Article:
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What Corporate CEOs can Learn From University Presidents About Agility

When you think about higher education, the concept of being agile isn’t necessarily the first thing that comes to mind. Colleges and universities are steeped in tradition, and changes when they happen are the product of deliberation and consensus building. If there is a need for speed, the race doesn’t often go to a higher ed. institution.

That said, the best university presidents are the ones who think in an agile way. And they can teach CEOs something about upping their own agility game. If you believe, as we do, that agility is the key to business success, this could be an important lesson.

Last year, an APCO survey of more than 500 senior managers at corporations worldwide conducted to distill from these leaders the key attributes that make companies successful. Based on this research, we boiled success down to one key factor—the ability of a company to be agile in addressing the dynamics of both internal and external change. Further, we identified three critical success factors that lead to an organization being more agile, and therefore improving its prospects for organizational success. Looking at each factor, there is ample evidence that the most successful university presidents often exemplify one or more of these factors.

  1. Shared advocacy—This is about having a sense of the world around the institution and the macro social, political and economic factors that are shaping the market environment. It’s also about being able to align an organization’s vision with the demands and perspectives of its stakeholders. This is certainly a key role of a university president. Given its pervasiveness in American life, higher ed. lives in a fish bowl and everyone has an opinion about it—good, bad and indifferent. The issues run the gamut, from whether everyone is cut out to go to college, to whether there is a correlation between college degrees and career success to questioning the value of a college education, particularly when college grads are cumulatively facing more than $1 trillion in debt.
     
    The most agile presidents are addressing these issues, in some cases freezing tuition and fees, reducing or eliminating altogether out-of-state differentials in tuition at state-supported schools, creating tighter matrices between degrees and potential employment opportunities, integrating their successful alumni into their overall value proposition and finding creative solutions for tuition financing, like enabling alumni and others to “invest” in an individual’s college education in return for some level of repayment through a student’s post-graduate earnings. In essence, the best university presidents act as advocates for their customers (i.e., the students, as well as the parents who are invested in their future).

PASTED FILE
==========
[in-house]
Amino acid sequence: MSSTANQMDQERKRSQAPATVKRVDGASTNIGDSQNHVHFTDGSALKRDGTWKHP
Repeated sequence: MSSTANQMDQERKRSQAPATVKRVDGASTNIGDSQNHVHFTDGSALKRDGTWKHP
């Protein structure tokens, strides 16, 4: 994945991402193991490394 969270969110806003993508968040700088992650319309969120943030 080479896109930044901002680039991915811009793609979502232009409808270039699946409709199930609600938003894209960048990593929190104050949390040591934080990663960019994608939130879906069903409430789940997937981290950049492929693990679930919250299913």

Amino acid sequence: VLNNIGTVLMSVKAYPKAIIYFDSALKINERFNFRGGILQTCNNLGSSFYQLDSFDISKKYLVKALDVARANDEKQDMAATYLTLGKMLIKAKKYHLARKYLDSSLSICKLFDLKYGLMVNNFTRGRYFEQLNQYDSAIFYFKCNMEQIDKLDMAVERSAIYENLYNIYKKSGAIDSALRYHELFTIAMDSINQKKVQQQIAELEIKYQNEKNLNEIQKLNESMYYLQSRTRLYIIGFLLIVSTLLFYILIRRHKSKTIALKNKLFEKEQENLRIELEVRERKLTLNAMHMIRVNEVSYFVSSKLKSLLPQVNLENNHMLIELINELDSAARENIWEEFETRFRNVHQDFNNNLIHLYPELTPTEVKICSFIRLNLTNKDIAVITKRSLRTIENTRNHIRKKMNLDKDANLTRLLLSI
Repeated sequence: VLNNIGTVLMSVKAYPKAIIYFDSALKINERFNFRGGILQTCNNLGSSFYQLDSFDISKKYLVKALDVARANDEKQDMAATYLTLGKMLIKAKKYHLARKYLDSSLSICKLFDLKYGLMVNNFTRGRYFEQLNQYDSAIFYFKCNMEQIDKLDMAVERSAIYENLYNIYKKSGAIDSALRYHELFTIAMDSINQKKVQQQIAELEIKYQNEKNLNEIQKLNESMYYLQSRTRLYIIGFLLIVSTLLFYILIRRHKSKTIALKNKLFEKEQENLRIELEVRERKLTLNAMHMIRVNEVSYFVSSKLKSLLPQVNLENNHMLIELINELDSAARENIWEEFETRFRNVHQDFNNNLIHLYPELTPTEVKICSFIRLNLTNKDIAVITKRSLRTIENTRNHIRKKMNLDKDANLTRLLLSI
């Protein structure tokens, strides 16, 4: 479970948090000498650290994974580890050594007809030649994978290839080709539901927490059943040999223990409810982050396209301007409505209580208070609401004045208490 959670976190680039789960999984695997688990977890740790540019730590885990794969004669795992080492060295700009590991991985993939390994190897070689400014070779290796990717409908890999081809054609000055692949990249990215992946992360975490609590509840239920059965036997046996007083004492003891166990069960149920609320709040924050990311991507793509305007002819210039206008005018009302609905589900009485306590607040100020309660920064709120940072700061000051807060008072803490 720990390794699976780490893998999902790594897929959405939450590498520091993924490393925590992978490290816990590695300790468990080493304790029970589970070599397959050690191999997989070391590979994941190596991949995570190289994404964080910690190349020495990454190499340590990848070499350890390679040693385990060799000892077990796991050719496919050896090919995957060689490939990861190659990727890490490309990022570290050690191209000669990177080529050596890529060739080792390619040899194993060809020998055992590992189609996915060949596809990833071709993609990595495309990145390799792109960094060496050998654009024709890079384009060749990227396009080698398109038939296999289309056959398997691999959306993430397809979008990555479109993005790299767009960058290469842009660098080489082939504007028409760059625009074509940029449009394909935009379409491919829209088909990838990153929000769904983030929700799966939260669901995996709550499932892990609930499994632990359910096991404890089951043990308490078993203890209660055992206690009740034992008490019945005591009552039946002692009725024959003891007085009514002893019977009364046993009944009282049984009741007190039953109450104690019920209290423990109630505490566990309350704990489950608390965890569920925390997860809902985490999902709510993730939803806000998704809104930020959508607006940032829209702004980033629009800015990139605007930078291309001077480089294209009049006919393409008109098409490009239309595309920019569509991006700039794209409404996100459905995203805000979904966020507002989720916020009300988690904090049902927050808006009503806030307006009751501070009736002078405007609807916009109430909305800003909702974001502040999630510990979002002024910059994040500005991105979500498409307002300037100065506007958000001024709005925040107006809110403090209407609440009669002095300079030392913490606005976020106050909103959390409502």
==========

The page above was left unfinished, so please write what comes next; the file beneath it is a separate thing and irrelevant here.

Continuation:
1. Active Leadership—Active, agile leaders see the whole playing field. They create a vision that others can follow, and they find ways of building consensus around that vision. While visionary, their perspective is informed by data and an ability to extrude analytical insights from that data. Winning university presidents are natural consensus builders. They understand that they speak to multiple communities including the faculty, board of trustees, students, parents, government entities (critical to public university funding) and the community at large. Managing this multiplicity of stakeholders and aligning them with a common vision is a herculean task and prioritizing these stakeholders and understanding how they interact and influence each other is essential. The best university presidents understand, for example, that their product is the faculty, who are also highly influential with other stakeholders, and getting them on board in the formative stages of strategy development and priority setting can go a long way toward broader acceptance of the president’s agenda.
  1. Enterprising culture—Companies that engage their employees, empower them to deliver on the organization’s mission and are concerned with employee perspectives and issues get higher grades when it comes to agility. Again, this is a primary concern of university presidents, particularly at a time when so many universities have needed to reassess and examine their majors and course offerings, how well they are addressing the increased demand for distance and online learning and how connected they are to the economic eco-system around them.
     
    For instance, more than half of all public universities at latest count have undergone some form of what’s called “program prioritization” (an iterative process that seeks to better align university resources with its stated mission), foster interdepartmental cooperation and synergies, identify opportunities for growth and objectively analyze whether specific programs and majors are worthy of additional investment. Given that the perception of program prioritization among many is that its primary role is cost cutting rather than growth, the most successful program prioritization efforts happen when an entire cross-section of the university is enlisted to perform this rigorous self-examination. When done right and with the appropriate level of inclusivity, it is a perfect example of university leadership seeking to engage and involve their people in the process of strategizing around and operationalizing change.

In short, the boards of higher ed. institutions are increasingly placing a premium on the agility of a university president to address culture, provide visionary leadership and take a realistic look at the external environment to succeed in a dynamic market landscape. CEOs could benefit from taking a page out of these university presidents’ syllabi for improving their institutions’ long-term prospects for success.

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